Becoming a Corporation: How to Transition from “Me” to “the Company”

[Note: This post was written while I was a practicing attorney running a solo law practice. Since April 2015, I have been working with attorney, executive and entrepreneur clients as a career coach and writer, and I am not currently available for legal engagements.]

A client of mine recently received her filing receipt evidencing incorporation in the State of New York. Her astute next question was “now what?” She had been carrying on business in her own name and wanted to know how to begin conducting her activities as a corporation.

She was asking, in other words, “how do I transition from me to the Company?”

This is a great question. I am sure that, by knowing to ask it, this client is off to a great start. One of the most important features of a corporation is that is generally offers limited liability, so corporate protocol must be followed to make sure the corporate structure is respected. This is often called “i’s” dotted and “t’s” crossed. In practice it means, among other things, that:

– company and individual activities are kept separate (especially in cases where money is involved),

– the company’s board of directors (“Board”) and officers do what is expected of them (and each individual role is respected), and

– the company follows the direction of the Board and Chief Executive Officer or, as this title may be designated at a nonprofit entity, Executive Director.

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Here are some of the important, initial steps you will need to take. There may be others in your home state and for your particular entity and activities, but these are generally universal:

1) If you were the sole incorporator and have not yet elected a Board or have until now filled all roles, you will need to elect your Board. It is generally preferable to have at least five Board members, although you can start with a smaller Board and expand if you only have a small core group of dedicated directors at the beginning. Choosing your Board is one of the most important decisions of a young organization. You should give careful consideration to who will best advance the organizations’s goals and take their roles and duties seriously.

Electing the Board – or expanding the Board – is done at an organizational Board meeting and recorded in the minutes of the meeting. Alternatively, Board members can be elected by unanimous written consent of the Board.

2) The Board, in its organizational meeting or via written consent, will also elect officers of the corporation. Core officer roles are generally President, Secretary and Treasurer. A Vice President is also commonly elected to serve as an alternate to the President. In some states, these roles can all be filled by one individual, although generally that is not recommended to avoid potential conflicts of interest and provide for good corporate governance.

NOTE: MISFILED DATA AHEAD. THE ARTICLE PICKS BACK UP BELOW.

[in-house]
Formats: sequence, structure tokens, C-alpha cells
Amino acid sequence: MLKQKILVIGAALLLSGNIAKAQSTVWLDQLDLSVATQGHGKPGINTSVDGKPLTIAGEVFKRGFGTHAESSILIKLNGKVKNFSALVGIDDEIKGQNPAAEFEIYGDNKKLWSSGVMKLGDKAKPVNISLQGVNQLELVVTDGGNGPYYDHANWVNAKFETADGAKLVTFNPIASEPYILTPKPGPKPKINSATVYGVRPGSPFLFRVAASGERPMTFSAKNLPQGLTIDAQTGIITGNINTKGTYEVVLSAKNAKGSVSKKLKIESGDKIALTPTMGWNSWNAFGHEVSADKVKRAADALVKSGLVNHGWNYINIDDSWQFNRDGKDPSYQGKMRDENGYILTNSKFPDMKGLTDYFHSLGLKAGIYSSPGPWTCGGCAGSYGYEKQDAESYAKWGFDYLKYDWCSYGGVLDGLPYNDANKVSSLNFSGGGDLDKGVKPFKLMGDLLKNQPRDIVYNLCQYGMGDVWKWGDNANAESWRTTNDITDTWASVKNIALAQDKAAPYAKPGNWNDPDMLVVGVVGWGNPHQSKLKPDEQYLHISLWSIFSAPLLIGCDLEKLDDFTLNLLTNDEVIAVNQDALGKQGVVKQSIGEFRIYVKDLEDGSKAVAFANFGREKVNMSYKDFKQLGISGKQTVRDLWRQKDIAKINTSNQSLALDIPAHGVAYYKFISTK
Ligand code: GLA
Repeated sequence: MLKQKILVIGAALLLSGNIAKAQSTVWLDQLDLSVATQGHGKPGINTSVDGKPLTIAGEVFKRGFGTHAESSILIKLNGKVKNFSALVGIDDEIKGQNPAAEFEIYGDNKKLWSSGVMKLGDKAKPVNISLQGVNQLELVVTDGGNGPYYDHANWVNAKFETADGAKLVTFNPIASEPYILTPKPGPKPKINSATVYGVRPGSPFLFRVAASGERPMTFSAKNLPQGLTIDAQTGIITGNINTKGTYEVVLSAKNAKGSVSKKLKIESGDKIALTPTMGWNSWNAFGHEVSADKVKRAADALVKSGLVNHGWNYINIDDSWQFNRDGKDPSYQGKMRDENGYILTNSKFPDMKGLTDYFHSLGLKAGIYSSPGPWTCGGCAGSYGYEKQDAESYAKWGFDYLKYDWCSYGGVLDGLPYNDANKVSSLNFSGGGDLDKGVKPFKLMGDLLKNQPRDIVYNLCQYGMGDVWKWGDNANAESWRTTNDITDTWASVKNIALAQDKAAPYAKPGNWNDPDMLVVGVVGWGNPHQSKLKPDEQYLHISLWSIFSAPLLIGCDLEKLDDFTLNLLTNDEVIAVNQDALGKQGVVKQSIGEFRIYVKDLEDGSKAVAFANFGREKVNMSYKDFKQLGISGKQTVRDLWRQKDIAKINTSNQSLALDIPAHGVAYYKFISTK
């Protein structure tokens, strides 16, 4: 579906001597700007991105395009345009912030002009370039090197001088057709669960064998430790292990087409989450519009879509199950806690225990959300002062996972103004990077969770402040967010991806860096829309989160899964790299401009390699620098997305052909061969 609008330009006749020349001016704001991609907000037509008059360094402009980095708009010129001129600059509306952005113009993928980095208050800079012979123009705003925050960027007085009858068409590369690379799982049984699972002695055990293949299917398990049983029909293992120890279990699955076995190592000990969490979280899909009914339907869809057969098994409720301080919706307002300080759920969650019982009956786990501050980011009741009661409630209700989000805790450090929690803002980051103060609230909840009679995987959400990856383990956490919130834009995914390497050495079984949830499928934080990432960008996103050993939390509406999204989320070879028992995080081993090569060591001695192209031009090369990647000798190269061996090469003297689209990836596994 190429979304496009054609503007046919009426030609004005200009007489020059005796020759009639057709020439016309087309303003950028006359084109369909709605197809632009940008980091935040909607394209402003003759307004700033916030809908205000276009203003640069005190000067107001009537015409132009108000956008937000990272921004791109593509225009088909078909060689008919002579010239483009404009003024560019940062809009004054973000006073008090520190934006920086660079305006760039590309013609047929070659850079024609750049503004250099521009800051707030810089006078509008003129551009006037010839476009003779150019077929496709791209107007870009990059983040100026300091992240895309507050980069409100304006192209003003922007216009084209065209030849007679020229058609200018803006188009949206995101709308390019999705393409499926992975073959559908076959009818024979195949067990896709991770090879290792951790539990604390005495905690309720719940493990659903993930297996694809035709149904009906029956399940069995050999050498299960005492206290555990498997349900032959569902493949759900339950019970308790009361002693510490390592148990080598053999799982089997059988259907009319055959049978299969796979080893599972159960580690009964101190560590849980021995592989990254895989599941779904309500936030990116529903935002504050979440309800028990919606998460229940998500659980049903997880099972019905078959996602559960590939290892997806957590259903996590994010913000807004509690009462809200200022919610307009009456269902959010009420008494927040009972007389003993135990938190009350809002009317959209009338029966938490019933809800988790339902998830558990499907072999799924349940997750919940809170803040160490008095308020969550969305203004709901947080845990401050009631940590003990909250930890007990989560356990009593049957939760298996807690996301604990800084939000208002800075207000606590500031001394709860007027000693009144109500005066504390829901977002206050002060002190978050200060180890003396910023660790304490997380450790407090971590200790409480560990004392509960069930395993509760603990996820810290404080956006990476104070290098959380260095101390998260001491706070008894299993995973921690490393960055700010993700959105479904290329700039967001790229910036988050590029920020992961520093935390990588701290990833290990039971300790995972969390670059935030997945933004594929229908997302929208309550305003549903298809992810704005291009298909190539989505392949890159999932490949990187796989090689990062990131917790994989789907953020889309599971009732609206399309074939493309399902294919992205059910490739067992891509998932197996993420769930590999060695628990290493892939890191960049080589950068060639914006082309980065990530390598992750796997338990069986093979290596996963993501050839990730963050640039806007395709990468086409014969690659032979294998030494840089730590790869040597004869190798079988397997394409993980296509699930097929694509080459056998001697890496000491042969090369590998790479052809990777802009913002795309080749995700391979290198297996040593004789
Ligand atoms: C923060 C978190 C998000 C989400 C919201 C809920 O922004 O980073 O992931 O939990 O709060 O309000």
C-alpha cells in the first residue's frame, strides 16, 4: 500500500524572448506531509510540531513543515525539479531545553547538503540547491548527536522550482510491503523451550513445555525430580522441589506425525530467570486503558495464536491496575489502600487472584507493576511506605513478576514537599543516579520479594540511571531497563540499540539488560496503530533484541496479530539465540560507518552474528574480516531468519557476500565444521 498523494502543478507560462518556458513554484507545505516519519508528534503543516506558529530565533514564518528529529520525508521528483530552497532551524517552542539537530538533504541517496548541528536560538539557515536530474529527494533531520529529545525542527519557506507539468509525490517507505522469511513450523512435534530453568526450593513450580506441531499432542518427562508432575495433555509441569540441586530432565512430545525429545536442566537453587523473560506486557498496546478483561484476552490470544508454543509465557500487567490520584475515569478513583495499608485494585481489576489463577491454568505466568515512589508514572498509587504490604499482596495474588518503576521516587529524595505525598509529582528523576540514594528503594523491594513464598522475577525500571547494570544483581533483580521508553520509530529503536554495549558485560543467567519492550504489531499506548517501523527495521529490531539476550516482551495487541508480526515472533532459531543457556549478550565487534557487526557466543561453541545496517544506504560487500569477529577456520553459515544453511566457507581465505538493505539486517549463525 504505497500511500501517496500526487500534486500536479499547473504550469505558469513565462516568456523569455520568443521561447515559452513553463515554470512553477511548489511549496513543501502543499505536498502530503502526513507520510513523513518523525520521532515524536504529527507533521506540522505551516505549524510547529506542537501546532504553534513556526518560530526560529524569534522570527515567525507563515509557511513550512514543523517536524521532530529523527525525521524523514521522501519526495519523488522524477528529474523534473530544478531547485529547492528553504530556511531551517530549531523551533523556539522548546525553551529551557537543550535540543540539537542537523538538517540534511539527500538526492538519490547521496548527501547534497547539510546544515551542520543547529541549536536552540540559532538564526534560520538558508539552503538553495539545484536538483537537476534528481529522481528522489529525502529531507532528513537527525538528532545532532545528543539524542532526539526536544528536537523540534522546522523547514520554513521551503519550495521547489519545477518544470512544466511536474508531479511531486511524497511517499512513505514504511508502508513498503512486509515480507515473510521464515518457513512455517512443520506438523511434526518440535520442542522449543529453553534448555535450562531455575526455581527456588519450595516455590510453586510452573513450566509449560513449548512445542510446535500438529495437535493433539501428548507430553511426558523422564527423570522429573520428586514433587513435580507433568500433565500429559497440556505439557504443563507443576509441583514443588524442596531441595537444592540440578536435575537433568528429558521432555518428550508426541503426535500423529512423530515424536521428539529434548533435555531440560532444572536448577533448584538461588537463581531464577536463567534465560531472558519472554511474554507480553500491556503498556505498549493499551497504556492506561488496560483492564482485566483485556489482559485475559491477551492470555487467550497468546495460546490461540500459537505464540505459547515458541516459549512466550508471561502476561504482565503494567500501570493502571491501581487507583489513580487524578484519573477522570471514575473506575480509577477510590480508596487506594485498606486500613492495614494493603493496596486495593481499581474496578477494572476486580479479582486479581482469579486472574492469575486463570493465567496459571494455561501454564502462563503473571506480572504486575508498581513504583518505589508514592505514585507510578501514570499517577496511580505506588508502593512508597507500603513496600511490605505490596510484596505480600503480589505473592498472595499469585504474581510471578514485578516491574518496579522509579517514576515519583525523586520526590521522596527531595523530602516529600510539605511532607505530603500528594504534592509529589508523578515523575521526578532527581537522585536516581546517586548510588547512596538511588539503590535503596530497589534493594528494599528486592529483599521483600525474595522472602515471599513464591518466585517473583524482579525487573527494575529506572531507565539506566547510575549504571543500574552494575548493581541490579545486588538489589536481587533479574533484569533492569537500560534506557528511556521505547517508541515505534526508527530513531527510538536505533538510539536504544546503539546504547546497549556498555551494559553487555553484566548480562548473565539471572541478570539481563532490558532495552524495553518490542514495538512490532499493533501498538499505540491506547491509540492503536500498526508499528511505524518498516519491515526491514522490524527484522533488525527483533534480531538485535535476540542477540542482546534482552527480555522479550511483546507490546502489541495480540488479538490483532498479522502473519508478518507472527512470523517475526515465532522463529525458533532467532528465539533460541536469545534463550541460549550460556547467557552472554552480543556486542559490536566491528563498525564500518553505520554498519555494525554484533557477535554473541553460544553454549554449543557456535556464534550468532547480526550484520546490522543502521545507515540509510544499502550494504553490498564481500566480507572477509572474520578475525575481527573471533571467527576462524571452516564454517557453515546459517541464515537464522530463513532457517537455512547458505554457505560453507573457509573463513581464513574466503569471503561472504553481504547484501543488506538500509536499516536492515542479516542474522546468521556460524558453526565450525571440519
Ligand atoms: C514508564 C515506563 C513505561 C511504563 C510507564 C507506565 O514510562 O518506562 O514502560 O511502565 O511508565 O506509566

3) If you have already undertaken activities in your individual name or as an incorporator – such as incorporate or make some initial payments to third parties – it may be that the Board needs to review and ratify your prior actions. For example, the Board would ratify and approve the incorporator(s)’ act of forming the corporation.

If your prior activity has been substantial, it is possible that that only certain activities should be ratified, and this may depend on the nature of the activity and ongoing relationships. At the same time, if there are contracts in your individual name that should now belong to the company, these may need to be assigned to the corporation or terminated. It can get complicated if there has been substantial activity or in certain circumstances, so if you have any doubt, speak with a business attorney about how to sort this out.

4) The Board should also authorize other important actions to be undertaken by officers of the corporation, such as applying for an Employer Identification Number (EIN) and opening a bank account. (Note that the IRS now allows a company to apply for its EIN online. Click here.)

5) The newly-formed corporation should also draft and adopt bylaws, which the Secretary of the corporation will insert into the minute book along with the Certificate of Incorporation, all board resolutions and other important corporate documents. I suggest to my clients that they keep an electronic copy of all documents as well as paper copies, even if the laws of their home state allow for only electronic versions. In the digital database, care should be taken to name files in an identifiable manner and to keep the documents secure. The contents of the bylaws should reflect what the corporation will actually do – not simply be copied from a form – and it is a best practice to have a copy at Board meetings to which the directors can refer if needed.

6) State and local tax law matters and registrations need to be addressed.

7) The corporation should put basic policies in place, such as a conflict of interest, whistleblower and document-destruction policies. Over time as the company grows, these policies may be worked into an employee handbook.

8) The corporation should hire an accountant or bookkeeper – or designate someone with expertise from within its ranks – to keep track of revenues and expenses as well as tax and other deadlines.

The above steps provide an overview of certain important first steps for a new corporation. Depending on the nature of the organization, there may be other important steps to consider, but as a minimum these steps should be followed. As discussed above, these are not simply “formalities” but rather will allow for effective governance of a corporation and go a long way toward preserving limited liability for its directors and officers.

None of the information posted on this site constitutes legal advice or forms an attorney-client relationship, and there may be facts not discussed here that are relevant to your situation.